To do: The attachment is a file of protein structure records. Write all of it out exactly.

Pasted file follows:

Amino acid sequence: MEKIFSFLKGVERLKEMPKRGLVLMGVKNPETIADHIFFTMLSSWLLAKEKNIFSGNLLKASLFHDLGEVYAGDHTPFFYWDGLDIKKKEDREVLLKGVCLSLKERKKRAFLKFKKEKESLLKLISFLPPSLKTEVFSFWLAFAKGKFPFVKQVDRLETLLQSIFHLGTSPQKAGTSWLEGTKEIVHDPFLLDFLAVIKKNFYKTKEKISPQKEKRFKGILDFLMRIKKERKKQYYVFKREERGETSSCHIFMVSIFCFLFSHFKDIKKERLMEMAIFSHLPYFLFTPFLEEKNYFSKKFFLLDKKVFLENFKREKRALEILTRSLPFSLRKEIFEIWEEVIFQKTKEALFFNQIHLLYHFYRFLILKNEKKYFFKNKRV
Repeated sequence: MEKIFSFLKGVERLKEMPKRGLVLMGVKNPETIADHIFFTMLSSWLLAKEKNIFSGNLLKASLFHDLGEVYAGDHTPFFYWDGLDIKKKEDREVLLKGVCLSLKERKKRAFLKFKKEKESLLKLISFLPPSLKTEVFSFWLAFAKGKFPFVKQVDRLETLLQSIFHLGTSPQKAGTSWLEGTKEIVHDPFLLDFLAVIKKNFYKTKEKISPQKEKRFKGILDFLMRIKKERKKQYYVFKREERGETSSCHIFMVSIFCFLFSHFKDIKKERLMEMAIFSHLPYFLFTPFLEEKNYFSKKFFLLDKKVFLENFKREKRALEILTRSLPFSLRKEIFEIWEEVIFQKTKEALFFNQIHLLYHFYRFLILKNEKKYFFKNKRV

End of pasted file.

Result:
Amino acid sequence: MEKIFSFLKGVERLKEMPKRGLVLMGVKNPETIADHIFFTMLSSWLLAKEKNIFSGNLLKASLFHDLGEVYAGDHTPFFYWDGLDIKKKEDREVLLKGVCLSLKERKKRAFLKFKKEKESLLKLISFLPPSLKTEVFSFWLAFAKGKFPFVKQVDRLETLLQSIFHLGTSPQKAGTSWLEGTKEIVHDPFLLDFLAVIKKNFYKTKEKISPQKEKRFKGILDFLMRIKKERKKQYYVFKREERGETSSCHIFMVSIFCFLFSHFKDIKKERLMEMAIFSHLPYFLFTPFLEEKNYFSKKFFLLDKKVFLENFKREKRALEILTRSLPFSLRKEIFEIWEEVIFQKTKEALFFNQIHLLYHFYRFLILKNEKKYFFKNKRV
Repeated sequence: MEKIFSFLKGVERLKEMPKRGLVLMGVKNPETIADHIFFTMLSSWLLAKEKNIFSGNLLKASLFHDLGEVYAGDHTPFFYWDGLDIKKKEDREVLLKGVCLSLKERKKRAFLKFKKEKESLLKLISFLPPSLKTEVFSFWLAFAKGKFPFVKQVDRLETLLQSIFHLGTSPQKAGTSWLEGTKEIVHDPFLLDFLAVIKKNFYKTKEKISPQKEKRFKGILDFLMRIKKERKKQYYVFKREERGETSSCHIFMVSIFCFLFSHFKDIKKERLMEMAIFSHLPYFLFTPFLEEKNYFSKKFFLLDKKVFLENFKREKRALEILTRSLPFSLRKEIFEIWEEVIFQKTKEALFFNQIHLLYHFYRFLILKNEKKYFFKNKRV